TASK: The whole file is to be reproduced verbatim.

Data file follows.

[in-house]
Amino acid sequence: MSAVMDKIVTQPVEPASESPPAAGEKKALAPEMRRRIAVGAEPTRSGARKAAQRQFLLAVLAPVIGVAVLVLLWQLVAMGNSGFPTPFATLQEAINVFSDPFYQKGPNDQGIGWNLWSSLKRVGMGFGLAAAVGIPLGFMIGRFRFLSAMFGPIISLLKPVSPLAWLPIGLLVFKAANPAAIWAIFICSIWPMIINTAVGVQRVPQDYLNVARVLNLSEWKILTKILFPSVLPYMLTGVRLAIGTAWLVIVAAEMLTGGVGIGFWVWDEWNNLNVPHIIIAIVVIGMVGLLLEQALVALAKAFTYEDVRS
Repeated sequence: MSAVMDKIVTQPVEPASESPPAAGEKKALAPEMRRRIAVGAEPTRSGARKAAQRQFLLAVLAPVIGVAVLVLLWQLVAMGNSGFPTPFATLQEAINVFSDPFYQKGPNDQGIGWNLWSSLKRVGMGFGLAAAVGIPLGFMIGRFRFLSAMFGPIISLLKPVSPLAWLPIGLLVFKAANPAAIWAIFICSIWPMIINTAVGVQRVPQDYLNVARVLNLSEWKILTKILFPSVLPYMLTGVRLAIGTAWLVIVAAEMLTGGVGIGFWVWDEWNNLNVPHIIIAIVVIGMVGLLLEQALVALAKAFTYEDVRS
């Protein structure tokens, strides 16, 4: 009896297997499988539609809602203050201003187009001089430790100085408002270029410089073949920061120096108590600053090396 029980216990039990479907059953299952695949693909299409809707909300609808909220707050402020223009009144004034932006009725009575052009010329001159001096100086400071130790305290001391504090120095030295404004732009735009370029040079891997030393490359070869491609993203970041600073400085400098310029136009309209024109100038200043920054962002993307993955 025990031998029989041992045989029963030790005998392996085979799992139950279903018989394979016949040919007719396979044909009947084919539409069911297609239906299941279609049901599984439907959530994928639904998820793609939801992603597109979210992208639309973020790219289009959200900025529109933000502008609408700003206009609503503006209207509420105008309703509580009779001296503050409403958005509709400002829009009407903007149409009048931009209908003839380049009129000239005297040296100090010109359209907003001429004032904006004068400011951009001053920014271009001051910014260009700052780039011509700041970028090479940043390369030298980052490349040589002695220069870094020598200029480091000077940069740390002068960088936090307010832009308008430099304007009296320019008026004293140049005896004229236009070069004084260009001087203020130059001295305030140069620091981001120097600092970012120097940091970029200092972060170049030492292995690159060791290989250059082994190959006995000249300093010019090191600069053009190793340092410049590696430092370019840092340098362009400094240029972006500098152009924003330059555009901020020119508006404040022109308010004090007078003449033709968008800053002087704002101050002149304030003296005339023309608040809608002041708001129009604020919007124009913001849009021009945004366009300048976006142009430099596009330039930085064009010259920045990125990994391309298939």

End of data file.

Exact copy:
[in-house]
Amino acid sequence: MSAVMDKIVTQPVEPASESPPAAGEKKALAPEMRRRIAVGAEPTRSGARKAAQRQFLLAVLAPVIGVAVLVLLWQLVAMGNSGFPTPFATLQEAINVFSDPFYQKGPNDQGIGWNLWSSLKRVGMGFGLAAAVGIPLGFMIGRFRFLSAMFGPIISLLKPVSPLAWLPIGLLVFKAANPAAIWAIFICSIWPMIINTAVGVQRVPQDYLNVARVLNLSEWKILTKILFPSVLPYMLTGVRLAIGTAWLVIVAAEMLTGGVGIGFWVWDEWNNLNVPHIIIAIVVIGMVGLLLEQALVALAKAFTYEDVRS
Repeated sequence: MSAVMDKIVTQPVEPASESPPAAGEKKALAPEMRRRIAVGAEPTRSGARKAAQRQFLLAVLAPVIGVAVLVLLWQLVAMGNSGFPTPFATLQEAINVFSDPFYQKGPNDQGIGWNLWSSLKRVGMGFGLAAAVGIPLGFMIGRFRFLSAMFGPIISLLKPVSPLAWLPIGLLVFKAANPAAIWAIFICSIWPMIINTAVGVQRVPQDYLNVARVLNLSEWKILTKILFPSVLPYMLTGVRLAIGTAWLVIVAAEMLTGGVGIGFWVWDEWNNLNVPHIIIAIVVIGMVGLLLEQALVALAKAFTYEDVRS
């Protein structure tokens, strides 16, 4: 009896297997499988539609809602203050201003187009001089430790100085408002270029410089073949920061120096108590600053090396 029980216990039990479907059953299952695949693909299409809707909300609808909220707050402020223009009144004034932006009725009575052009010329001159001096100086400071130790305290001391504090120095030295404004732009735009370029040079891997030393490359070869491609993203970041600073400085400098310029136009309209024109100038200043920054962002993307993955 025990031998029989041992045989029963030790005998392996085979799992139950279903018989394979016949040919007719396979044909009947084919539409069911297609239906299941279609049901599984439907959530994928639904998820793609939801992603597109979210992208639309973020790219289009959200900025529109933000502008609408700003206009609503503006209207509420105008309703509580009779001296503050409403958005509709400002829009009407903007149409009048931009209908003839380049009129000239005297040296100090010109359209907003001429004032904006004068400011951009001053920014271009001051910014260009700052780039011509700041970028090479940043390369030298980052490349040589002695220069870094020598200029480091000077940069740390002068960088936090307010832009308008430099304007009296320019008026004293140049005896004229236009070069004084260009001087203020130059001295305030140069620091981001120097600092970012120097940091970029200092972060170049030492292995690159060791290989250059082994190959006995000249300093010019090191600069053009190793340092410049590696430092370019840092340098362009400094240029972006500098152009924003330059555009901020020119508006404040022109308010004090007078003449033709968008800053002087704002101050002149304030003296005339023309608040809608002041708001129009604020919007124009913001849009021009945004366009300048976006142009430099596009330039930085064009010259920045990125990994391309298939």